In reality, after a brief construction boom, the Jordan Cove project would not provide all that many jobs and the company would get huge tax breaks. The pipeline and terminal would have many negative environmental impacts and be extremely dangerous for those living anywhere near them in the event of a forest fire, earthquake, or tsunami. By arguing their pursuit of profits by selling gas in Asia is in the “public interest,” Pembina would be granted eminent domain and allowed to clearcut a 95-ft-wide swath of land and lay an explosive pipeline across private lands, traditional tribal territories, and public forests, leading to bitter opposition from private landowners and indigenous tribes. Not to mention that the project would become one of the largest sources of greenhouse gas emissions in the state (yes, natural gas burns cleanly, but the process of fracking it, transporting it, and liquefying it produces more greenhouse gasses than it’s worth).

When I heard there might be a nonviolent direct action happening in association with yesterday’s anti-Jordan Cove rally, I signed up right away. I feel like I’ve been waiting my whole life for the opportunity to align my body with my beliefs like this. The chance to participate in civil disobedience doesn’t come often, because to do it in an effective and relatively safe way means you can’t do it alone.

I will write more about my experience later, but right now I’ll focus on the experience of being, for a time, freer of cognitive dissonance than I have been since I was a blissfully ignorant child:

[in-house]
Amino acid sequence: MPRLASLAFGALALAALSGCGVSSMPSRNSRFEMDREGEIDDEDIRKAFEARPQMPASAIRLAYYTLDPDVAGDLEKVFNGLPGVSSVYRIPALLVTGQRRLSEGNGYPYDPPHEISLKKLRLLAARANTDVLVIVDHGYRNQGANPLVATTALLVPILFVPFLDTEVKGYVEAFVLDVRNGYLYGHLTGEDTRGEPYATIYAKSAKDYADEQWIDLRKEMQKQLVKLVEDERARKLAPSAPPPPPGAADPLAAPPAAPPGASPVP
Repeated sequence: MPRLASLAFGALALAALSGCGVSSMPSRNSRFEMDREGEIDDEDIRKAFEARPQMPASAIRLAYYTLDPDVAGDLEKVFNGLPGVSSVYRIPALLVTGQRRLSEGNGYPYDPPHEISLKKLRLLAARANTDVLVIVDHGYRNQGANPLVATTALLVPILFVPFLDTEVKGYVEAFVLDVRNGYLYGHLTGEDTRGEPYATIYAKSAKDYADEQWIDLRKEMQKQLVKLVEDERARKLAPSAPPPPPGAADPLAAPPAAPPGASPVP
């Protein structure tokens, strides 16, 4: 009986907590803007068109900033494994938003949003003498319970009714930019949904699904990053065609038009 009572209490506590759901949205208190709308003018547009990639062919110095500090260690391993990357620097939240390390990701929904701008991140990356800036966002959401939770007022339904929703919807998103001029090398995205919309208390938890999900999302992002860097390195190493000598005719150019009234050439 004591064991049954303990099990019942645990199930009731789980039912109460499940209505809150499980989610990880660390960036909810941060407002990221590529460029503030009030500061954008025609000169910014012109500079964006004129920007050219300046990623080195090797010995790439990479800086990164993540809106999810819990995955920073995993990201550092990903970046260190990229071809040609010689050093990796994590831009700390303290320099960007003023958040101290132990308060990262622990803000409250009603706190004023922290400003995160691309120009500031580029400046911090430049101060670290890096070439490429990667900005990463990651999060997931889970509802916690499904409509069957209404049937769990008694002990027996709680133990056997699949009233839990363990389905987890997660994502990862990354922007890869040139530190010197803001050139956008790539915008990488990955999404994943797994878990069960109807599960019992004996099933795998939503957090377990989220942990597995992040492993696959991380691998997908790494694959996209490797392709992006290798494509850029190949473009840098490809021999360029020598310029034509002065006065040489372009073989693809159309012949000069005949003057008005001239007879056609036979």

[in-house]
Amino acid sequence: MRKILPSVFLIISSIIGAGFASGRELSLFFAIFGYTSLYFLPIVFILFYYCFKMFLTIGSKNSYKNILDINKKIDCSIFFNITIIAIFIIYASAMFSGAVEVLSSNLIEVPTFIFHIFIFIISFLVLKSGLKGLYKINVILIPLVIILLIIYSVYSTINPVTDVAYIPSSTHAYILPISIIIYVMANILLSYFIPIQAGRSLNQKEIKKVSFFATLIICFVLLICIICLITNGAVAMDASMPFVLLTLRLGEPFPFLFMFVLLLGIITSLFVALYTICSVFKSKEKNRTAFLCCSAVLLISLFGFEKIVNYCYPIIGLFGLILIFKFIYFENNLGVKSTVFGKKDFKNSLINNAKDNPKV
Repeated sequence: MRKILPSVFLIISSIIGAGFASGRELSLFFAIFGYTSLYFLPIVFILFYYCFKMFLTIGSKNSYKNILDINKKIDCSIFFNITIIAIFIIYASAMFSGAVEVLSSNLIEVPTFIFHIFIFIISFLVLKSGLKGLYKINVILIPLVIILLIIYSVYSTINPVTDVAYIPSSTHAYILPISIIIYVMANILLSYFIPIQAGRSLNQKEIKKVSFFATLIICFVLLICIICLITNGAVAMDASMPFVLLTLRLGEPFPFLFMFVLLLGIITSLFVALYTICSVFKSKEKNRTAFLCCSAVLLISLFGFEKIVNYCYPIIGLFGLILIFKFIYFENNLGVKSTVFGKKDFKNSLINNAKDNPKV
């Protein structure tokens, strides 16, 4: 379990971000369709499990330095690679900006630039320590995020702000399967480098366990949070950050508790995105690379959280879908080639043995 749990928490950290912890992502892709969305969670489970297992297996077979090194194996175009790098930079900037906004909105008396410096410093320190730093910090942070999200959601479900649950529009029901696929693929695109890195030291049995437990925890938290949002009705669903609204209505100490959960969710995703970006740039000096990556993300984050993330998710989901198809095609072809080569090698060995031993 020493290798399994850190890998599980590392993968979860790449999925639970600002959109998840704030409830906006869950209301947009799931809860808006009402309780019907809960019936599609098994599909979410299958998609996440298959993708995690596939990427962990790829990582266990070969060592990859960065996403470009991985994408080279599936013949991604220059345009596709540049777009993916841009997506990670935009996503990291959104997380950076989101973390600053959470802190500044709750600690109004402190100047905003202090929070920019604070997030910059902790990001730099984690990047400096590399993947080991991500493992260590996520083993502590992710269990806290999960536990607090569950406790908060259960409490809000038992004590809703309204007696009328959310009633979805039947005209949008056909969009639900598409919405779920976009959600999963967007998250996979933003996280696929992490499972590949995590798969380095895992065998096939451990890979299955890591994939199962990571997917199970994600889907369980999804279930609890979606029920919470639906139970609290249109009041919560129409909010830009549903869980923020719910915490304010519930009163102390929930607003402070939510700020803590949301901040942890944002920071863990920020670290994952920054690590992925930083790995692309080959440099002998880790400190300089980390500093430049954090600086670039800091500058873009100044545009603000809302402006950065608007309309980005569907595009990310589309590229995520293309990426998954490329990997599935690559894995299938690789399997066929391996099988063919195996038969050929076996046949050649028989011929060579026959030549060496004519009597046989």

After a perfectly decent rally which might otherwise have gone mostly unnoticed, we starting singing a simple, beautiful song together. “We have got the power, we have got the power, we have got the power, it’s in the hands of us all.” Hundreds of voices joining together and echoing in the most amazing way in the capitol rotunda. Our aspirations had space to ascend as if we were in a cathedral, and the all-embracing human music told us what we were singing was actually true. Click below to listen.

Fifty of us occupied Governor Brown’s office for over eight hours, refusing to leave until she publicly came out against the pipeline. She was away from the capitol most of the day, but did come to talk to us around 9pm. She refused our demand. The amazing thing was that for the whole time of the occupation, stuck together in a relatively small, stuffy room, none of us were bored for a moment. We sang, chanted, shared our stories, gave each other rousing speeches… our sense of solidarity and purpose created a community out of people of all different ages, from various places in the state, with different relationships to the issue: Affected landowners and community members from Southern Oregon, indigenous tribal members, and those of us concerned about climate change and ecological damage. This was the only place we wanted to be.

Twenty-one of us decided, around 9pm, to stay despite the formal warnings from state troopers that refusing to leave would mean being arrested for criminal trespass in the second degree. They really did try to convince us to go, and arrests didn’t begin until we all sat on the floor together, joined hands, and sang. Two troopers escorted me out, cuffed, through the dark, cavernous capitol rotunda about 11pm. The whole scene was strangely beautiful. They walked me slowly and carefully down the stairs so I wouldn’t trip, and as I walked I knew that plenty of people wouldn’t understand or agree with what I was doing. I knew all of this was a big pain in the ass for the troopers. But I was expressing my convictions with my body, and that felt powerful and right. In the quiet, spacious moment, there was no cognitive dissonance at all.